Malala Yousafzai, the Pakistani education activist who survived an assassination attempt by the Taliban in 2012, yesterday spoke to Hachette UK staff at a showcase in London about her new book and her advocacy for girls and women's rights.
Featuring as part of a line-up of authors including Bryony Gordon, Deborah Frances-White and Fearne Cotton, she received a standing ovation from Hachette UK staff at the Sadler's Wells venue, with the publisher pledging to donate £10,000 to her non-profit education charity the Malala Fund.
At the event, intended to introduce and celebrate Hachette’s upcoming author talent for 2018, Nobel Peace Prize laureate Yousafzai took the stage to talk about the “amazing, incredible” girls she had met during her visits to refugee camps and whose stories will feature in her upcoming book, We Are Displaced, revealed yesterday (12th March) and publishing this September.
“My goal is to listen to their stories but also to raise their voices on a global platform,” said Yousafzai. “Investing in girls’ education is so important if you want to change the world. If you want to make the world a better place, a healthier place, a wealthier place, you have to invest in this.”
The subject of her new book is "the humanity behind the statistics" of the refugee crisis and she empathised with the plight of those she had met, recalling her own displacement, such as her deliberation over whether to take her school bag, how many clothes, how many shoes, and her younger brother’s disappointment when he was told he couldn’t take his pet chick along on the hard journey ahead.
“We often forget that people become refugees when they have no other option. This is never your first choice. And when you become a refugee you leave everything behind,” she said.
Of settling into student life at Oxford University, Yousafzai said she had been “initially nervous” but now felt comfortable as she talked about trying her best to get up in time for lectures and make her way through the course’s impossible reading lists.
Dismissing any current ambition to lead her country in the future, she again emphasised her commitment to girls’ education, prompting a standing ovation: “There are other ways you can bring the change you want to see ... I’m fortunate I don’t remember the incident (when she was shot); when people talk about ‘Malala, shot by the Taliban’ I don’t think that’s me, because I just don’t recall anything, which I think is good. For me, who am I? I’m someone who was always passionate about girls’ education and believing in women’s empowerment and equality and I still am. And something I’m doing right now is to make sure we give safe and quality education to all girls and allow them to decide and choose their own future.”
Hachette's showcase, compèred by radio presenter, journalist and podcaster Emily Dean, saw authors discuss topics ranging from migration, race and feminism, to mental health, ninja cats and saddleback piglets.
Dermot O’Leary and Fearne Cotton interviewed one another about their respective book projects. O'Leary revealed his next children's book will bring Downing Street's chief mouser Larry into the plot and Cotton, one of the UK's top wellness writers after Happy and Calm (Seven Dials), spoke frankly about dealing with "the D word - depression, not Dermot" and how she was able to achieve more balance in her life. “To know you’re not alone is probably the biggest game changer that’s available really,” she said.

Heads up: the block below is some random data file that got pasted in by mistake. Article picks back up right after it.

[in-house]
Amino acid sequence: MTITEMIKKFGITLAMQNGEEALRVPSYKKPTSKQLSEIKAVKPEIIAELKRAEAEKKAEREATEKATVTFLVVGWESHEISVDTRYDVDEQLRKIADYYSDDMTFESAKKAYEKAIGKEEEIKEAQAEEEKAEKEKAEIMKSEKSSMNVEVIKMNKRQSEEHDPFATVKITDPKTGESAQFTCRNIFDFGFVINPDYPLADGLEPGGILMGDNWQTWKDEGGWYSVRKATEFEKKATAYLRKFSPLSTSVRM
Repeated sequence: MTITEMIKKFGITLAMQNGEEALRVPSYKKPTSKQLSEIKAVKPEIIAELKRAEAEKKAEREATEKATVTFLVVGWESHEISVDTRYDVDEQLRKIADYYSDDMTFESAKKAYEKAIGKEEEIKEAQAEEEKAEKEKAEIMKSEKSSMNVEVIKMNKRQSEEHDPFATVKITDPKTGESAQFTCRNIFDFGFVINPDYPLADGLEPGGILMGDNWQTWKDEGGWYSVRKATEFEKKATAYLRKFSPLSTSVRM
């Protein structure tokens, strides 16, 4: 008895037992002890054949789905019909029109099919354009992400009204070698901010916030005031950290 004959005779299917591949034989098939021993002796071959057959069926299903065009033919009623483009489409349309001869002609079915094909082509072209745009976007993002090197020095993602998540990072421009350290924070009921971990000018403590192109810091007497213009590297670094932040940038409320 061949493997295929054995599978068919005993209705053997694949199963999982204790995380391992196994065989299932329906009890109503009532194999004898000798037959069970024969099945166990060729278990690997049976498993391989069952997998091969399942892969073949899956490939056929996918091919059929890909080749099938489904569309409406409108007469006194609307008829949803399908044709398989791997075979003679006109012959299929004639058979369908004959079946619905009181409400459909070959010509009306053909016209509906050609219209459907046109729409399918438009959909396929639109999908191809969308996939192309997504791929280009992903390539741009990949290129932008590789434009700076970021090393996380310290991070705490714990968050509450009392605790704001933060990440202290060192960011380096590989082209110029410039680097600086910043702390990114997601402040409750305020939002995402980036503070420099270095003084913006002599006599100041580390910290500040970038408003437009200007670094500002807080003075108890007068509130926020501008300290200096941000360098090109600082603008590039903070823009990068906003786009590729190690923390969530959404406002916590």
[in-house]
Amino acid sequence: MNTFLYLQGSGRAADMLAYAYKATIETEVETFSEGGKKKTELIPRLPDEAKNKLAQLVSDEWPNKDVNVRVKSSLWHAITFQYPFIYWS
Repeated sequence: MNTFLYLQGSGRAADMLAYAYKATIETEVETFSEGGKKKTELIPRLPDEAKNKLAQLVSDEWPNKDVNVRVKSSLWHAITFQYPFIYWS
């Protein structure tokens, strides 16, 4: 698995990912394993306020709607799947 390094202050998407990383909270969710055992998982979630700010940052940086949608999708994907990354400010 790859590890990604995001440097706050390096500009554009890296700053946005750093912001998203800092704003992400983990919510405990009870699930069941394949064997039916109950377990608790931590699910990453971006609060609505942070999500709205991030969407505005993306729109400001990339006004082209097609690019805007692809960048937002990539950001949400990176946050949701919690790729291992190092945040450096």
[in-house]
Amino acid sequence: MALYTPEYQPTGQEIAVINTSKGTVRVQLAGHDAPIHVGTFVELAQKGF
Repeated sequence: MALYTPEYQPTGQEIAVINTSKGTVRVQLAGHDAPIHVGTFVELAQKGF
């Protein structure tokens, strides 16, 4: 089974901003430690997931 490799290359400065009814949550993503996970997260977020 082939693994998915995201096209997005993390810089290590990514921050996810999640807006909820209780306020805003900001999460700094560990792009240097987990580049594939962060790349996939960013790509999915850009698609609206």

Telegraph journalist Bryony Gordon continued the discussion describing how when Mad Girl came out out she became "an accidental mental health campaigner". She will set out to continue this work in her new book Eat Drink Run, out with Headline in May, of which she said: “I wanted to prove anything’s possible when you put your mind to it - and you don’t have to be an athlete to run a marathon (although it certainly helps!).”
Further speakers included Children’s Laureate Lauren Child, who spoke about some of her biggest childhood worries, from bad haircuts to peas and sharks, and their role in her books, Helen Browning, author of Pig: Tales from an organic farm, and Deborah Frances-White, host of the hit podcast Guilty Feminist, who engaged with the crowd on the topic of finding her tribe "of people who don’t know if they’re doing feminism right".
Extracts from key titles for Hachette this year were read on stage by voice artists Penelope Rawlins and Peter Kenny. Rawlins read an extract from The Lido (Orion), costuming for which on stage included wet suits, while dry ice was employed to eerie effect for Kenny's reading of Will Mabbitt's Embassy of the Dead (Orion). There were readings also for Force of Nature by Jane Harper (Little, Brown) and Suicide Club by Rachel Heng (Sceptre).
The day was rounded off by an 'in conversation' with crime writers Clare Mackintosh And J P Delaney on the enduring appeal of the psychological thriller and a rousing call for action from Akala, author of forthcoming political memoir Natives, for publishers "to take on and adopt some of the ways the music industry has infused itself with popular culture".
Addressing all 1,100 colleagues for the first time, David Shelley, Hachette UK chief executive, said: “It’s great to have this opportunity to not only showcase the amazing publishing from different divisions, but also to come together to celebrate our common purpose as Hachette UK.”